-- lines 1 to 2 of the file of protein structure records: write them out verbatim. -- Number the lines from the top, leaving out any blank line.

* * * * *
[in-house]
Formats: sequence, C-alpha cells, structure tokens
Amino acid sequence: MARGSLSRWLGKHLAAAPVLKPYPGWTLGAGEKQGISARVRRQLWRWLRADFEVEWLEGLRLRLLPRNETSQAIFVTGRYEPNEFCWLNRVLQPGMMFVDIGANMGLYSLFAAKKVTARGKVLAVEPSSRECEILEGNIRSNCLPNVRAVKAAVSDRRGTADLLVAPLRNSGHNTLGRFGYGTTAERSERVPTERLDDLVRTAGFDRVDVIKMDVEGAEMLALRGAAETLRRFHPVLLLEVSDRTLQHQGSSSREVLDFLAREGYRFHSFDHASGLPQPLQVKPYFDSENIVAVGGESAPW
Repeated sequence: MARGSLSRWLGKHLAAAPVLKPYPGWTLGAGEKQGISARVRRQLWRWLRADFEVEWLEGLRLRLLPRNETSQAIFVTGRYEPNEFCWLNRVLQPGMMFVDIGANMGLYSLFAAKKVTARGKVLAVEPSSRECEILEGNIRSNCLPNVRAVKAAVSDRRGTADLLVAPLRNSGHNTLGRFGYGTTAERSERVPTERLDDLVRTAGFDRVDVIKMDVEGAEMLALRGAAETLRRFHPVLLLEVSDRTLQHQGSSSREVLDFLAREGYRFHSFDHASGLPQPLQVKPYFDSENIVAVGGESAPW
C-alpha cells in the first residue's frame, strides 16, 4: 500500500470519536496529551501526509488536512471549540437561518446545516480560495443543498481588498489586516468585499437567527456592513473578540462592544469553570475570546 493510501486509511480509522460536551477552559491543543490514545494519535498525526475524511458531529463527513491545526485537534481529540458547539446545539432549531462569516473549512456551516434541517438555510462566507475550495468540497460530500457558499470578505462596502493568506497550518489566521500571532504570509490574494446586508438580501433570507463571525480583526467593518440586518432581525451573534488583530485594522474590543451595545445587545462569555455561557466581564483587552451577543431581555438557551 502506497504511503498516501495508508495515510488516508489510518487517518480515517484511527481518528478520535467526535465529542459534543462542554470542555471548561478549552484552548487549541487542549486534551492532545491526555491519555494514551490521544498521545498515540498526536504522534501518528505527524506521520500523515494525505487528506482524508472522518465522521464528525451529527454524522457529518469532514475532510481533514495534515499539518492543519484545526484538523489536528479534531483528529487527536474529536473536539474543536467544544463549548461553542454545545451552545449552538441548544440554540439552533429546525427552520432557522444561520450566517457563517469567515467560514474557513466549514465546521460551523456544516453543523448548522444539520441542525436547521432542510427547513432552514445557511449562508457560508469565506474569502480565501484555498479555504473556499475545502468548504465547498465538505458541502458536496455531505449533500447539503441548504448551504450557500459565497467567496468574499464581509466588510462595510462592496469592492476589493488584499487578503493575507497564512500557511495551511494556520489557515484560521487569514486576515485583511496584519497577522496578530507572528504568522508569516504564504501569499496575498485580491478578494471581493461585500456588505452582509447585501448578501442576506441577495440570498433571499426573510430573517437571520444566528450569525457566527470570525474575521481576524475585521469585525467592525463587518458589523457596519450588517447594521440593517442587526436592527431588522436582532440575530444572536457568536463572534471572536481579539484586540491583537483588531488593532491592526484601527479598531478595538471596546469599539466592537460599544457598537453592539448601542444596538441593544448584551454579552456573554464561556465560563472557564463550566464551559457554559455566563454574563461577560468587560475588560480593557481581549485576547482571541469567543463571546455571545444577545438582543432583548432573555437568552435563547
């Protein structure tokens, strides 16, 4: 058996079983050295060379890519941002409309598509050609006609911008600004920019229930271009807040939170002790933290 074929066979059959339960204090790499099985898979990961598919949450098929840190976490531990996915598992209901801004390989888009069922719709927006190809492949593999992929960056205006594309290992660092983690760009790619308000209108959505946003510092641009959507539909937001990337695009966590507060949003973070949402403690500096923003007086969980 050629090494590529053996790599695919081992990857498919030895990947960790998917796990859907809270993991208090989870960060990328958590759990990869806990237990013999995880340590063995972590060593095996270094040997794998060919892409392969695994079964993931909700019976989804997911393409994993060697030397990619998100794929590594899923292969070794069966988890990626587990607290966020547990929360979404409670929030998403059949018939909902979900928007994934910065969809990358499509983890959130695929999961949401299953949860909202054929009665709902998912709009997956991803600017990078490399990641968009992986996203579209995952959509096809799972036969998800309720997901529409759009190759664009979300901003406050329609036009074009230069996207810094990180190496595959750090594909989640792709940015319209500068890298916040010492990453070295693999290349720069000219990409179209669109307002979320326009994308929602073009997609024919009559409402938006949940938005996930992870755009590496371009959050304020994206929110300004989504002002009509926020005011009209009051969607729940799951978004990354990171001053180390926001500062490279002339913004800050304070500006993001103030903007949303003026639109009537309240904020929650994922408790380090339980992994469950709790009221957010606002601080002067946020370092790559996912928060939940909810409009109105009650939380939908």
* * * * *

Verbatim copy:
[in-house]
Formats: sequence, C-alpha cells, structure tokens